4. ^ a b c d e f g h i Mes 2018, p. 32.
  5. ^ a b c d e f g Mes 2018, p. 33.
  6. ^ a b c d e f g h Mes 2018, p. 34.
  7. ^ a b c d Mes 2018, p. 35.
  8. ^ a b c Mes 2018, p. 37.
  9. ^ Mes 2018, p. 45.
  10. ^ a b c d Mes 2018, p. 46.
  11. ^ a b Mes 2018, p. 47.
  12. ^ Bakker 2009, p. 140.
  13. ^ Galbraith IV 1996, p. 178.
  14. ^ Galbraith IV 1996, p. 449.
  15. ^ a b c Palmer, Palmer & Myers 1995, p. 300.
  16. ^ Galbraith IV 1996, p. 127.
  17. ^ Galbraith IV 1996, p. 128.
  18. ^ Galbraith IV 1996, p. 129.
  19. ^ Galbraith IV 1996, p. 262.
  20. ^ Galbraith IV 1996, p. 263.
  21. ^ Galbraith IV 1996, p. 452.
  22. ^ "Fight, Zatoichi, Fight". Criterion Collection. Retrieved 3 February 2019.
  23. ^ Galbraith IV 1996, p. 357.
  24. ^ Galbraith IV 1996, p. 334.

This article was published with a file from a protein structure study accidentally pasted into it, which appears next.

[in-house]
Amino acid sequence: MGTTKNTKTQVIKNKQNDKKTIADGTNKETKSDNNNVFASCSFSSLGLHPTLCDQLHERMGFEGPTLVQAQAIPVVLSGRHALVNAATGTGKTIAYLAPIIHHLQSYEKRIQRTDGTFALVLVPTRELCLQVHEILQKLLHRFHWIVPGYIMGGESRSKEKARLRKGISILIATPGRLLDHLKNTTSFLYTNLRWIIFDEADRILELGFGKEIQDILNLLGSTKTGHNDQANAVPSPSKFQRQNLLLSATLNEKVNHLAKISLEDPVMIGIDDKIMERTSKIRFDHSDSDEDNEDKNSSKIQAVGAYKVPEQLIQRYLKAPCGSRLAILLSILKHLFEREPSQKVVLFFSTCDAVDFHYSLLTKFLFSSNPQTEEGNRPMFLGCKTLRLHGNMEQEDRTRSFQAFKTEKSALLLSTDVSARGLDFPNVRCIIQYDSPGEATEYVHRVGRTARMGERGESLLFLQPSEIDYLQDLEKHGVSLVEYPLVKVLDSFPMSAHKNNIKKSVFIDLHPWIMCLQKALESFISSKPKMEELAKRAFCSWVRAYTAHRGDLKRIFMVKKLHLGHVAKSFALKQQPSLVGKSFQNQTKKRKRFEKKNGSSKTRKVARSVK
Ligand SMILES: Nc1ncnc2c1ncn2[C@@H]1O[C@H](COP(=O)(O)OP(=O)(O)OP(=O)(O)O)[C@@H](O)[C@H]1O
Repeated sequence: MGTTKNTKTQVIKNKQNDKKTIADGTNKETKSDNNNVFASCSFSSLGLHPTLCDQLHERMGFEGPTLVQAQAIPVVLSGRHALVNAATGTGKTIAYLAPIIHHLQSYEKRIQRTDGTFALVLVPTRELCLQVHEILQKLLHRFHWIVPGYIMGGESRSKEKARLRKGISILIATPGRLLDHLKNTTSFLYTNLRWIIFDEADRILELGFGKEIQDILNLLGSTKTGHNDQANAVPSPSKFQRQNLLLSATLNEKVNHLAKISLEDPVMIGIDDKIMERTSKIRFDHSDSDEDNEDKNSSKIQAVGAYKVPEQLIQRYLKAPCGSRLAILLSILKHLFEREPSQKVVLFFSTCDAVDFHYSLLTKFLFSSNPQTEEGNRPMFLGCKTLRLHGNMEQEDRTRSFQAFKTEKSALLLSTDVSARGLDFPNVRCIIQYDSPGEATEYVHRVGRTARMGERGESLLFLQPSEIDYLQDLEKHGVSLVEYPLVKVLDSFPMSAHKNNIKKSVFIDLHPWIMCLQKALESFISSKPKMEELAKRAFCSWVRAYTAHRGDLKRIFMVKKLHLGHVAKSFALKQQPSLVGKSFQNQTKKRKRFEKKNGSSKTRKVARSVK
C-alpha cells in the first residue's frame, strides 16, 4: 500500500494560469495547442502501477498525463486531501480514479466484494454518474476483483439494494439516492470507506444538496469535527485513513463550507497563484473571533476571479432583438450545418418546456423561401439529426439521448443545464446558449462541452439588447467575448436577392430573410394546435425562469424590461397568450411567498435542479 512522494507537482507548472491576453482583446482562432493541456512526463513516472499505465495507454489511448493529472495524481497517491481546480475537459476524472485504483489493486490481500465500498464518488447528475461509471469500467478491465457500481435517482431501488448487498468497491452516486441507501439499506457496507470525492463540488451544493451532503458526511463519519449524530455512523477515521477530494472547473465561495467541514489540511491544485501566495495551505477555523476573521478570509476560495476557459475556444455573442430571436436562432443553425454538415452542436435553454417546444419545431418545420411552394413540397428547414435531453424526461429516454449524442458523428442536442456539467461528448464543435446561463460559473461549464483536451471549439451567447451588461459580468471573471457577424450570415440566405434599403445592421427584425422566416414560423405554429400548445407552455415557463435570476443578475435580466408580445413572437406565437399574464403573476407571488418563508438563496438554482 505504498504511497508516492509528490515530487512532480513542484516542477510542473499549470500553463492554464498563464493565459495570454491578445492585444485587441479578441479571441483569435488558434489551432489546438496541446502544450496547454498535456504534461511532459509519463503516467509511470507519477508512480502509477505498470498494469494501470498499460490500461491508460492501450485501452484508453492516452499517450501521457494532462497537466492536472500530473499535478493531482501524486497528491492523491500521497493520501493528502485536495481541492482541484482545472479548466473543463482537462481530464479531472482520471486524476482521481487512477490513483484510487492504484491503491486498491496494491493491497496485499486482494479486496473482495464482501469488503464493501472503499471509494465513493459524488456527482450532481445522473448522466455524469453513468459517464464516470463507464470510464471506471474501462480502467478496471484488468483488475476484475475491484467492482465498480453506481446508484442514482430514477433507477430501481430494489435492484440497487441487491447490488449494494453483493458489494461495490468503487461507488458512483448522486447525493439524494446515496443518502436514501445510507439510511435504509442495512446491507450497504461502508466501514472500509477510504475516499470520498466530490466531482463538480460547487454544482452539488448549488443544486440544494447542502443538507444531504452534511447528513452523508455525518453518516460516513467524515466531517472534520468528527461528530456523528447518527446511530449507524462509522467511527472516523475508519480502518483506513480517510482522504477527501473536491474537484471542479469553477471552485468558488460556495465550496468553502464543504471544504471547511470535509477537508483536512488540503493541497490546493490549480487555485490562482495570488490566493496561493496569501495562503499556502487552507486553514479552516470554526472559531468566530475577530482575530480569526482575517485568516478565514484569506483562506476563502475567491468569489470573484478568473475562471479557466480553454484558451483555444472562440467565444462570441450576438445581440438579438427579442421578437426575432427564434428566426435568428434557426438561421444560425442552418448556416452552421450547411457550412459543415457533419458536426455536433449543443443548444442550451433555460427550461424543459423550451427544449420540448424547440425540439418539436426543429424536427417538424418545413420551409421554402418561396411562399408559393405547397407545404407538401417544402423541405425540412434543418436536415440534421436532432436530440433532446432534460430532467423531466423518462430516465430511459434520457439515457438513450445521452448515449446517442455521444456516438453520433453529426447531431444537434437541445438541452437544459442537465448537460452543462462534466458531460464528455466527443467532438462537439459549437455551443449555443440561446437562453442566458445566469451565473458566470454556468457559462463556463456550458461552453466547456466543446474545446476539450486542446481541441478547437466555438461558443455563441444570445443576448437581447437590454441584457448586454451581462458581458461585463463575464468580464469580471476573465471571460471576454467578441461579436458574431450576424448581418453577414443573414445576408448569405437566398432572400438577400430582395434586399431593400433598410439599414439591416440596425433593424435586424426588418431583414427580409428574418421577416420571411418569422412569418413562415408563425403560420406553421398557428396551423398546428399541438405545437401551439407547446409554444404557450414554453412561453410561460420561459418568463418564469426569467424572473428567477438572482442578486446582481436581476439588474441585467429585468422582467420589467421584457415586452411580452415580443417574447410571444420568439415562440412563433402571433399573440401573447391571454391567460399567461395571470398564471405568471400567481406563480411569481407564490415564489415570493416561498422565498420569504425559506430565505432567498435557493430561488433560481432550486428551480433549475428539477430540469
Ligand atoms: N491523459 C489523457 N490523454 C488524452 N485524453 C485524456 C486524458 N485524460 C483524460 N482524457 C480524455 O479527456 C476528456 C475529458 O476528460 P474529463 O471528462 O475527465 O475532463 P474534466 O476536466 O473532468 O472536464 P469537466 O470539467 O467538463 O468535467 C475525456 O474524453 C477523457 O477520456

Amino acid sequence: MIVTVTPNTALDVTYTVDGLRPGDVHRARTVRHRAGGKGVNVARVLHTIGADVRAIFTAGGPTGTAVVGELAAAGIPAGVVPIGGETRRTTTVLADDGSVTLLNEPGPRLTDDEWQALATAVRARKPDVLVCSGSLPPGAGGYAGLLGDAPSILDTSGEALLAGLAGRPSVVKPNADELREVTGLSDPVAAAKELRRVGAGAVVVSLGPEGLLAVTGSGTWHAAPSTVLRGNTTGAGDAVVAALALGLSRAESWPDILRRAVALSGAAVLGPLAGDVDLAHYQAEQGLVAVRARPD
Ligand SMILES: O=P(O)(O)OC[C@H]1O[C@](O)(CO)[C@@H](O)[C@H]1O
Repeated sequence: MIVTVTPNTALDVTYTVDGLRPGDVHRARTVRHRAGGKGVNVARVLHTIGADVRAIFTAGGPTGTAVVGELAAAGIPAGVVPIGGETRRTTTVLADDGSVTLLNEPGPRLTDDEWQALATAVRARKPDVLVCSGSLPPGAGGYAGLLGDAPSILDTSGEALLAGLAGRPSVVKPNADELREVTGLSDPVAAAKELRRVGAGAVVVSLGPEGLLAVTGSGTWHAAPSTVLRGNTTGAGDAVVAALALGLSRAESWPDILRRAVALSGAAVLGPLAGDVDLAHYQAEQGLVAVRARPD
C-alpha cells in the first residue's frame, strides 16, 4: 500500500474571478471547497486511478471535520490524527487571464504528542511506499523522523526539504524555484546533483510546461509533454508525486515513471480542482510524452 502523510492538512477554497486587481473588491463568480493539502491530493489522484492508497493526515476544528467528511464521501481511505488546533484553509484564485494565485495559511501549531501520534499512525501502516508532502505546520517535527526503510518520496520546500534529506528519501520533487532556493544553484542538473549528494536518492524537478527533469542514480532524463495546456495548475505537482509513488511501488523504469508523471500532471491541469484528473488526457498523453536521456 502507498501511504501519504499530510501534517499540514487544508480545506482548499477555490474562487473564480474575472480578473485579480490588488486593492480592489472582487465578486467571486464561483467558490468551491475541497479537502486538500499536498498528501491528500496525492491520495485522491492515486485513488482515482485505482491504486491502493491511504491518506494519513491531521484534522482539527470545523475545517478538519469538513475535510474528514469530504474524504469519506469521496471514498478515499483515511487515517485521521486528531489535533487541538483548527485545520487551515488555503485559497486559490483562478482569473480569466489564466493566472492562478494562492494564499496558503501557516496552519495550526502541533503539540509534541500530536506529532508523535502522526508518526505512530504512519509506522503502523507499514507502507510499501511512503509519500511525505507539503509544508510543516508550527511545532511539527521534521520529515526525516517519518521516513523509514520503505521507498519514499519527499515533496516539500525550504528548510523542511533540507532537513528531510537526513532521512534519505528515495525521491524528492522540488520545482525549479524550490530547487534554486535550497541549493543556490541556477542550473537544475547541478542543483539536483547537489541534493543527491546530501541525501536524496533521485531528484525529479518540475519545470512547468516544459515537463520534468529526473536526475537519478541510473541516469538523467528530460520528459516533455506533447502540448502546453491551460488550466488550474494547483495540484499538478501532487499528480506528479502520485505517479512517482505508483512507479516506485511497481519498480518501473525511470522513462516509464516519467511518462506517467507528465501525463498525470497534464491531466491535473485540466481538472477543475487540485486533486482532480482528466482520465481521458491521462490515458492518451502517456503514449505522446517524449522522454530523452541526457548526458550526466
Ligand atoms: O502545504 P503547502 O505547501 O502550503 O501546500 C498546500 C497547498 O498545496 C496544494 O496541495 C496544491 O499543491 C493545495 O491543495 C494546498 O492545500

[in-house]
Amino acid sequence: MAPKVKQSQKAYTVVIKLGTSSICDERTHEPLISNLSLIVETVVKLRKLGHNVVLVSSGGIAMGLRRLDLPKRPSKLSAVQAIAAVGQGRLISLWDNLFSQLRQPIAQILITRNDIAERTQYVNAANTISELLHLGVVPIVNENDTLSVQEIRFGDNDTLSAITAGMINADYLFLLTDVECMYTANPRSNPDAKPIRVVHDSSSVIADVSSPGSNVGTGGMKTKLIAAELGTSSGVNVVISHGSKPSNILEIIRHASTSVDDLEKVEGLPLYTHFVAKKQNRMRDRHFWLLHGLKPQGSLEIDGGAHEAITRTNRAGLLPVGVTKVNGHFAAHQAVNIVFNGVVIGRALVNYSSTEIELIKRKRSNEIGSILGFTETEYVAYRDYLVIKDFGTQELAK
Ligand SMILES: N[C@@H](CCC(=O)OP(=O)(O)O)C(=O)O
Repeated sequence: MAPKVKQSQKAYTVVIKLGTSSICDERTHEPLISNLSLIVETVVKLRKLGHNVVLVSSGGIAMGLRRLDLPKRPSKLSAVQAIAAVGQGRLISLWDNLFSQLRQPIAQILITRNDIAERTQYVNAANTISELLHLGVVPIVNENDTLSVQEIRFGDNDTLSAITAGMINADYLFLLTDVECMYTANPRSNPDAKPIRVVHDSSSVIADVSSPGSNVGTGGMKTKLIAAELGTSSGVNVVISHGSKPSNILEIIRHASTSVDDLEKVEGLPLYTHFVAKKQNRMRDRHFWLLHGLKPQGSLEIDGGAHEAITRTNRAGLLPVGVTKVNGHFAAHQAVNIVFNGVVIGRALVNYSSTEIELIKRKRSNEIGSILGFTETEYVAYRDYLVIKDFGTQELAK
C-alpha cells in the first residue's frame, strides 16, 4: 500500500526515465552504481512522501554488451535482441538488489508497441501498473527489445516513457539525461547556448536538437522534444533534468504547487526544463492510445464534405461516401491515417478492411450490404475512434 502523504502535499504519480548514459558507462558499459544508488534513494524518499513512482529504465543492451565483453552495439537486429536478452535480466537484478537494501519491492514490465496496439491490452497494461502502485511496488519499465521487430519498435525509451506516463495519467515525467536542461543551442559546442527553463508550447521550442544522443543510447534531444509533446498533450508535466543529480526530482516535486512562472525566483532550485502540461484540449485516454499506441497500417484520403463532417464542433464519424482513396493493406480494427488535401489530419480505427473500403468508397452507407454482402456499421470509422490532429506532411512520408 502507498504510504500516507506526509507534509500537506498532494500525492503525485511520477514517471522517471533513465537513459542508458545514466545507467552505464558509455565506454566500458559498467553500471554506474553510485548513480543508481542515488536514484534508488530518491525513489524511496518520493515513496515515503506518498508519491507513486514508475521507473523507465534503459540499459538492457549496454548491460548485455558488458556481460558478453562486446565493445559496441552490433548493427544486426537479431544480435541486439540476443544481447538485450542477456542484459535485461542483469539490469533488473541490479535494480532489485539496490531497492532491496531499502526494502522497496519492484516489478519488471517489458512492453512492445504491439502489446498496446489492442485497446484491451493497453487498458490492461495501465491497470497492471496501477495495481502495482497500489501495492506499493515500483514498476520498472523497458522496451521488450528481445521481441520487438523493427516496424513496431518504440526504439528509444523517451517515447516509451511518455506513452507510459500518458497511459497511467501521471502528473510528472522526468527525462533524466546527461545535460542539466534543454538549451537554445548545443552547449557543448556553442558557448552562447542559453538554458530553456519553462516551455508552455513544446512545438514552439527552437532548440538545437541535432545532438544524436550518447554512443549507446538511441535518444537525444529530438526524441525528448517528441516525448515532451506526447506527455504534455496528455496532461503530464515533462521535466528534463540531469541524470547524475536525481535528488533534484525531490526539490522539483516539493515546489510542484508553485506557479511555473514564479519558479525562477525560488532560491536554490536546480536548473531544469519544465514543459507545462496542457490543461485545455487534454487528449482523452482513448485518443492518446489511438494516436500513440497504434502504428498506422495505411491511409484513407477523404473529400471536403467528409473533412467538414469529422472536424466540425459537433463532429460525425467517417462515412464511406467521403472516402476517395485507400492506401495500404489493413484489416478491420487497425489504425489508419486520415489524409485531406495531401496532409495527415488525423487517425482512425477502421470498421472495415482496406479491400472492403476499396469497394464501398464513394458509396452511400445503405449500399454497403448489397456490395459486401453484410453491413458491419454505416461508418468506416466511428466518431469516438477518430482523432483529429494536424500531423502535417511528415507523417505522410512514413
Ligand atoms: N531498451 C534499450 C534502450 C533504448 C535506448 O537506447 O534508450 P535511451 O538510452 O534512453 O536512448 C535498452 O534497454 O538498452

25. ^ Galbraith IV 1996, p. 335.
  26. ^ Galbraith IV 1996, p. 453.
  27. ^ Galbraith IV 1996, p. 455.
  28. ^ a b Galbraith IV 1996, p. 456.
  29. ^ Galbraith IV 1996, p. 151.
  30. ^ Galbraith IV 2008, p. 280.
  31. ^ Galbraith IV 2008, p. 282.
  32. ^ Galbraith IV 2008, p. 284.
  33. ^ Galbraith IV 2008, p. 286.
  34. ^ Galbraith IV 2008, p. 289.
  35. ^ Galbraith IV 2008, p. 291.
  36. ^ Galbraith IV 1996, p. 257.


  • Bakker, Freek L. (2009). The Challenge of the Silver Screen: An Analysis of the Cinematic Protraits of Jesus, Rama, Buddha and Muhammad. ISBN 9004194045.
  • Galbraith IV, Stuart (1996). The Japanese Filmography: 1900 through 1994. McFarland. ISBN 0786400323.
  • Galbraith IV, Stuart (2008). The Toho Studios Story: A History and Complete Filmography. Scarecrow Press. ISBN 1461673747.
  • Palmer, Bill; Palmer, Karen; Meyers, Richard (1995). The Encyclopedia of Martial Arts Movies. Scarecrow Press. ISBN 9780810830271.
  • Mes, Tom (2018). Father, Son, Sword: The Lone Wolf and Cub Saga. Arrow Books. ISBN 9780993306099.

External links[edit]